2017 Gluten Free Halloween Candy List
The goal behind these 7 Ways to Simplify Healthy Eating is to make eating healthy an automatic behavior. Incorporating positive lifestyle habits, like eating foods that support gut and immune health, means no crash diets, no feeling deprived and gives us a leg up on maintaining optimal health over time.
We’ve all heard more than enough on meal prep, but there’s a good reason for that. Meal prep works! Whether you’re trying to train yourself to eat a healthier diet by incorporating more whole foods or you’re into productive slow living like me, planning ahead is a great way to boost your efforts and create success. You don’t have to devote an entire day to slaving in the kitchen to make this happen. I spend about two hours on a week’s meal prep. That’s minimal time investment to feed three of us healthy meals all week.
Boost your leafy green intake by making fresh greens a foundation for meals. Place a bed of your favorite greens on your plate or bowl, then top them with whatever you’re having. I like arugula as a base for soups and spinach under veggie chili. It’s like giving the greens a light sauté. For cold salads like chicken or tuna, try crisp beet greens. Get the most nutrition from the greens you eat with these tips.
I’m an advocate of fresh and in-season eating (read why here), but I also believe in the power of frozen produce. Even when produce is in season, if it is shipped a distance, it is picked prior to being ripe. That means it will never meet its full nutrient peak, even as it continues to ripen. Further nutrient loss occurs due to various light/dark exposures and refrigeration or lack of the same, during shipping and storage. Conversely, frozen foods are picked at peak natural ripeness so we get something grown in season and harvested in its prime. I keep organic frozen veggies in the freezer year round. It’s a life saver when you don’t get a chance to meal prep!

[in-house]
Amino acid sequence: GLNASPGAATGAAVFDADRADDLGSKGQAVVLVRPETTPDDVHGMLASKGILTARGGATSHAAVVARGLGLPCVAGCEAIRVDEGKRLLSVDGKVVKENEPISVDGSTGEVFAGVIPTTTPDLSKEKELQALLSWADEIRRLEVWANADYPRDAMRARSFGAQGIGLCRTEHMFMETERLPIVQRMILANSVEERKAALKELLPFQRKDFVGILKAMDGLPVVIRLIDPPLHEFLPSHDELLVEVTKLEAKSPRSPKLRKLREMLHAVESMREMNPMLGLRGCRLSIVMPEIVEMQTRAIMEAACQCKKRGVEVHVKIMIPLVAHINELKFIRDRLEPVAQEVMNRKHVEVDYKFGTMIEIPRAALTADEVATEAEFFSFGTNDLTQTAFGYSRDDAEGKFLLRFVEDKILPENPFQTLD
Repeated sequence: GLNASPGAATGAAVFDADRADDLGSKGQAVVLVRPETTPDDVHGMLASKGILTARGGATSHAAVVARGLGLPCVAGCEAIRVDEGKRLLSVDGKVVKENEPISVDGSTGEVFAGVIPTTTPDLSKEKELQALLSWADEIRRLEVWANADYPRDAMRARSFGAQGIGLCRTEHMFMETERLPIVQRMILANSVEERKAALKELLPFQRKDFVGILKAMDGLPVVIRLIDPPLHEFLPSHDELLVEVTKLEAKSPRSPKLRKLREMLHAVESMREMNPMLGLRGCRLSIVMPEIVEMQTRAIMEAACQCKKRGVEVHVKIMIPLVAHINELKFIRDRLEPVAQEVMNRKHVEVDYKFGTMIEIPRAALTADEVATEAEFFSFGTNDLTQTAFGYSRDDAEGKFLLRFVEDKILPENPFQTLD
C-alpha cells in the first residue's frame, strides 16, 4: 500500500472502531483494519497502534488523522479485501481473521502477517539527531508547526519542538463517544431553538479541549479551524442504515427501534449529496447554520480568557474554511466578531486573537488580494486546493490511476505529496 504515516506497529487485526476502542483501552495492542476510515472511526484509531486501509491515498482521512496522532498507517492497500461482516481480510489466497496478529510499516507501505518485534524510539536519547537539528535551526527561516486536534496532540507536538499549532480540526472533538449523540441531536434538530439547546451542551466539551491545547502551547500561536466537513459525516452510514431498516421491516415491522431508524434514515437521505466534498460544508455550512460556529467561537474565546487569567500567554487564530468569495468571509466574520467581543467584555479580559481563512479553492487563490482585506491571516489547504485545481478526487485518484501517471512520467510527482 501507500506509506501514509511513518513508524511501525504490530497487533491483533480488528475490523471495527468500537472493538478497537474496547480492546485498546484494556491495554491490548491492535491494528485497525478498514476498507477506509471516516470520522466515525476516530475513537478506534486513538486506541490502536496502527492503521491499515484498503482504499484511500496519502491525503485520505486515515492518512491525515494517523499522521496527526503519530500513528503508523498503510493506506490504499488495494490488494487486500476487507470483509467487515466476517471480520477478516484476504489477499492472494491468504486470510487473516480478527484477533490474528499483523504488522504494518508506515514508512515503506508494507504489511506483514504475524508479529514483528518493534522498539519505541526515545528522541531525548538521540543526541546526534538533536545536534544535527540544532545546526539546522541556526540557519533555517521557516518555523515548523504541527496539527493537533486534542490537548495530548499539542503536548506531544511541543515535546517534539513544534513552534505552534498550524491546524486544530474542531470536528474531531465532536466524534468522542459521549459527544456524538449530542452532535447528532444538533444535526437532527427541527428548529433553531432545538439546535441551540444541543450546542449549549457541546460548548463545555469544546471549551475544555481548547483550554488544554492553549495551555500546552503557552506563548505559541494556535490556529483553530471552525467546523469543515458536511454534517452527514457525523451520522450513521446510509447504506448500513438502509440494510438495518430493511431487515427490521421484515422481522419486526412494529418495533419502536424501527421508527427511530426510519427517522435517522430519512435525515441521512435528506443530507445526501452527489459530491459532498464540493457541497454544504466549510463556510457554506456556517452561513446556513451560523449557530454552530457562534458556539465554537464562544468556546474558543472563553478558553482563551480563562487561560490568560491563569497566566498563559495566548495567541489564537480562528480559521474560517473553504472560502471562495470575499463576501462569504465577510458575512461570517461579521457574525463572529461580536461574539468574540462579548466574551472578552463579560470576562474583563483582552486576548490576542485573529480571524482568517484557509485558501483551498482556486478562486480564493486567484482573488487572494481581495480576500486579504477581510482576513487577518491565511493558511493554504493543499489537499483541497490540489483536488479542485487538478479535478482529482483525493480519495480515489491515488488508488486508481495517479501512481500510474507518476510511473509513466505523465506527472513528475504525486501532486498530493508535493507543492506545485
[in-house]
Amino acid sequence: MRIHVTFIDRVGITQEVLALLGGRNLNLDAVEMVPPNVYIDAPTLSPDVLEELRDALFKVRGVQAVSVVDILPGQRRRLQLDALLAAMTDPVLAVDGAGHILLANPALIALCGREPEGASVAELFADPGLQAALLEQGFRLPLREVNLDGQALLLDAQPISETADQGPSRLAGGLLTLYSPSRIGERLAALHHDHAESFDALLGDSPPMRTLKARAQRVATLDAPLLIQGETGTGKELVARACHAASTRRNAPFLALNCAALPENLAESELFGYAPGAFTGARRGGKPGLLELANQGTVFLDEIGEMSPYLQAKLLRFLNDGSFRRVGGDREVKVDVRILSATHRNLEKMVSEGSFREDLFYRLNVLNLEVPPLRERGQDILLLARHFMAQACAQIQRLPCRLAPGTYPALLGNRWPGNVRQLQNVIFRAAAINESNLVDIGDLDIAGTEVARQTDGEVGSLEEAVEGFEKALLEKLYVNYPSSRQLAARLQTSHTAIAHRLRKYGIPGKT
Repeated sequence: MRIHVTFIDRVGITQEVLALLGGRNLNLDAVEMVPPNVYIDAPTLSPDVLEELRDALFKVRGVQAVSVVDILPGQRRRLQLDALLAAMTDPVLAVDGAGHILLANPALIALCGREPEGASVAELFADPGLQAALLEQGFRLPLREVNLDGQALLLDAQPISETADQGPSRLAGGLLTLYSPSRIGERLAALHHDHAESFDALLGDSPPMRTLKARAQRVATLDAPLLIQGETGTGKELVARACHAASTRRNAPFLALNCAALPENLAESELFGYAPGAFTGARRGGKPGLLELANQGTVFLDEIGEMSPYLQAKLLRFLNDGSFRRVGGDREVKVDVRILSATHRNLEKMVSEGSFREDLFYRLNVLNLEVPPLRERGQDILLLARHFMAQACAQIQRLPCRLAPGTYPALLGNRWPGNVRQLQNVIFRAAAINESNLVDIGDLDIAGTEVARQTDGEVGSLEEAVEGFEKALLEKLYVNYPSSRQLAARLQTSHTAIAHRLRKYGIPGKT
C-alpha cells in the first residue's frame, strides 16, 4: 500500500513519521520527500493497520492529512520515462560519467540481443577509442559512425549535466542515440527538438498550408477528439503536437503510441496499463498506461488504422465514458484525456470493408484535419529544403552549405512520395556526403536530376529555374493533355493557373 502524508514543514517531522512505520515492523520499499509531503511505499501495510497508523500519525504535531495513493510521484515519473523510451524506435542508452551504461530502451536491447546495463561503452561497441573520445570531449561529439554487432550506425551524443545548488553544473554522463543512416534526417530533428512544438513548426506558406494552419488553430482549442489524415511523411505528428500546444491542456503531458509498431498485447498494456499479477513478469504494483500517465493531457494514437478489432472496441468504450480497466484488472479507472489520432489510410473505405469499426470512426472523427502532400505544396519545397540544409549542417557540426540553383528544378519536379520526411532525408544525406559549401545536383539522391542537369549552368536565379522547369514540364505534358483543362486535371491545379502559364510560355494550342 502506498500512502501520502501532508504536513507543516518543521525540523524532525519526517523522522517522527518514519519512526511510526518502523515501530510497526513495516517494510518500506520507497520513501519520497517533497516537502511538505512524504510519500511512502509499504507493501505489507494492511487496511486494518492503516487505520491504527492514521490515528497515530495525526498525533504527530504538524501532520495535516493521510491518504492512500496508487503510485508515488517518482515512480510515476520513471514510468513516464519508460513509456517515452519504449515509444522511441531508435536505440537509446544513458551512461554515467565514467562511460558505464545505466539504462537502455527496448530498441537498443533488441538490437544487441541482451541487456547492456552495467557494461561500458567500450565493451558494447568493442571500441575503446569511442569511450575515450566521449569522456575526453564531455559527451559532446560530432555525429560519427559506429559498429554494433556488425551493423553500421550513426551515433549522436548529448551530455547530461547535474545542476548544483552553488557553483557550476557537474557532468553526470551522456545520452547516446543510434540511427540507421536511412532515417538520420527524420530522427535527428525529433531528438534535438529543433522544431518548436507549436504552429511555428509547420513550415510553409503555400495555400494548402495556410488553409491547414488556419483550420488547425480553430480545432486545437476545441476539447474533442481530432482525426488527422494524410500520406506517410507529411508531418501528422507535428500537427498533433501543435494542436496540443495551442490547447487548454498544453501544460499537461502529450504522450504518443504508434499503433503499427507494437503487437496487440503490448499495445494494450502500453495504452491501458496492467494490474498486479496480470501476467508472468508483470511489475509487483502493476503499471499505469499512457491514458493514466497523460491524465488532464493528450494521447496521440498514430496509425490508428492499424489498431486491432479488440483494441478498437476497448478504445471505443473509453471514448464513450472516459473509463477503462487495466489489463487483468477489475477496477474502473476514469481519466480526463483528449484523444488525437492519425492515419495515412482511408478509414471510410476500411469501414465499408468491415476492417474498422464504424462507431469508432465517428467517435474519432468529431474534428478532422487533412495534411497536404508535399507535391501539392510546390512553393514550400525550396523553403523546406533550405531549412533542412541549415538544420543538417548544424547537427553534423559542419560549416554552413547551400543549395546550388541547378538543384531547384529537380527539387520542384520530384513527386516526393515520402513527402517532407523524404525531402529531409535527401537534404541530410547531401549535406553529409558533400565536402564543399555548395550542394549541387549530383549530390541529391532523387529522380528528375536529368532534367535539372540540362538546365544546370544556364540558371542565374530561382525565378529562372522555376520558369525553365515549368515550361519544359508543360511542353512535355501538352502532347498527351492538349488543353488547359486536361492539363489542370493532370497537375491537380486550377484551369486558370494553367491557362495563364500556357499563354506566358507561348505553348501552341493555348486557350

A few apples, pears, citrus fruits and bananas go a long way in satisfying the sweet tooth or as a snack between meals. If you’re like me and believe in the need for some protein with your snacks, add a tablespoon of seed or nut butter, nuts, or even a couple slices of deli meat or cheese or yogurt if you eat those foods.
Nope, I don’t mean rotten fruit. ;-) In our house, we usually eat all the fresh fruit I buy, but if it looks like we aren’t going to eat it before it goes bad, I use it in a recipe (apples become pie filling or compote, bananas become “nice” cream or muffins, pears become 1-ingredient jam, etc.). But if you tend to let more fresh fruit go bad than you eat, consider fruit cups. Finding healthier options is easy these days with diced fruit (peaches, pineapple, etc.) packed in its own juice. These are portion-controlled, shelf stable and portable.
Seeing fresh produce ready in the fridge is great motivation for using it! Having diced onions, peppers, celery, etc. on hand makes it easier to use healthy ingredients and make a home-cooked meal. There’s just something about being able to toss it all together without the need to get out cutting boards, knives, and make a mess slicing and dicing on a busy weeknight.
The easiest way to ensure you don’t eat foods you’re trying to avoid is by not bringing them into your house. No excuses. Resist the urge in the grocery store, replace those “junk” foods with healthier options and prepare for success! If you’re having trouble fighting sugar cravings, read this.
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